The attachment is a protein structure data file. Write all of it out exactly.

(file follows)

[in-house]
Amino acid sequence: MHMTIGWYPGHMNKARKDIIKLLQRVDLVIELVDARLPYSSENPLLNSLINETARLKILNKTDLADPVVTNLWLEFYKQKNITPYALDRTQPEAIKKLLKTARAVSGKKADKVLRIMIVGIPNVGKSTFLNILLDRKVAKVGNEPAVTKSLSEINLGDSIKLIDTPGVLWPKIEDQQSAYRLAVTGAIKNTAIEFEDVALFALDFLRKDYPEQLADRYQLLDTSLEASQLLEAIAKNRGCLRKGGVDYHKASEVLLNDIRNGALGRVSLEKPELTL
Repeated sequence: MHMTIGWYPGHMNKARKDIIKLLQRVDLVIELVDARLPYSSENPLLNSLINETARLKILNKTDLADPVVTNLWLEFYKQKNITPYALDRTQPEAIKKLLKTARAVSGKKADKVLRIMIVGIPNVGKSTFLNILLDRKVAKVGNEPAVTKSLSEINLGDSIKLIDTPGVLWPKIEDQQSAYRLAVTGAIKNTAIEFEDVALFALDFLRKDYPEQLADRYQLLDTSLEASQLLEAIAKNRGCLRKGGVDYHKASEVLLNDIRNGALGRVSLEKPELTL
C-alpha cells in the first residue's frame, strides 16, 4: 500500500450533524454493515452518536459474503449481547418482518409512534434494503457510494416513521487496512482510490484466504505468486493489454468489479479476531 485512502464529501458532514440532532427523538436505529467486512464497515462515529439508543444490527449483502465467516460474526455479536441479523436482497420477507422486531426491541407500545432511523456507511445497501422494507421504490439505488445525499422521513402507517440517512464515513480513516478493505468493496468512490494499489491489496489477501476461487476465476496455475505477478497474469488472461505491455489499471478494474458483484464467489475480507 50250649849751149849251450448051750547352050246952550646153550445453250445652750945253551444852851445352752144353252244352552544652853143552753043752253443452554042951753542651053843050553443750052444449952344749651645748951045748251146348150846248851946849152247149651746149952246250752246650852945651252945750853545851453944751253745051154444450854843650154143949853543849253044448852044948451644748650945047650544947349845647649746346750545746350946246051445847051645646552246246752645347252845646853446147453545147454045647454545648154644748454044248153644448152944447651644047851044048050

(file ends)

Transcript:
[in-house]
Amino acid sequence: MHMTIGWYPGHMNKARKDIIKLLQRVDLVIELVDARLPYSSENPLLNSLINETARLKILNKTDLADPVVTNLWLEFYKQKNITPYALDRTQPEAIKKLLKTARAVSGKKADKVLRIMIVGIPNVGKSTFLNILLDRKVAKVGNEPAVTKSLSEINLGDSIKLIDTPGVLWPKIEDQQSAYRLAVTGAIKNTAIEFEDVALFALDFLRKDYPEQLADRYQLLDTSLEASQLLEAIAKNRGCLRKGGVDYHKASEVLLNDIRNGALGRVSLEKPELTL
Repeated sequence: MHMTIGWYPGHMNKARKDIIKLLQRVDLVIELVDARLPYSSENPLLNSLINETARLKILNKTDLADPVVTNLWLEFYKQKNITPYALDRTQPEAIKKLLKTARAVSGKKADKVLRIMIVGIPNVGKSTFLNILLDRKVAKVGNEPAVTKSLSEINLGDSIKLIDTPGVLWPKIEDQQSAYRLAVTGAIKNTAIEFEDVALFALDFLRKDYPEQLADRYQLLDTSLEASQLLEAIAKNRGCLRKGGVDYHKASEVLLNDIRNGALGRVSLEKPELTL
C-alpha cells in the first residue's frame, strides 16, 4: 500500500450533524454493515452518536459474503449481547418482518409512534434494503457510494416513521487496512482510490484466504505468486493489454468489479479476531 485512502464529501458532514440532532427523538436505529467486512464497515462515529439508543444490527449483502465467516460474526455479536441479523436482497420477507422486531426491541407500545432511523456507511445497501422494507421504490439505488445525499422521513402507517440517512464515513480513516478493505468493496468512490494499489491489496489477501476461487476465476496455475505477478497474469488472461505491455489499471478494474458483484464467489475480507 50250649849751149849251450448051750547352050246952550646153550445453250445652750945253551444852851445352752144353252244352552544652853143552753043752253443452554042951753542651053843050553443750052444449952344749651645748951045748251146348150846248851946849152247149651746149952246250752246650852945651252945750853545851453944751253745051154444450854843650154143949853543849253044448852044948451644748650945047650544947349845647649746346750545746350946246051445847051645646552246246752645347252845646853446147453545147454045647454545648154644748454044248153644448152944447651644047851044048050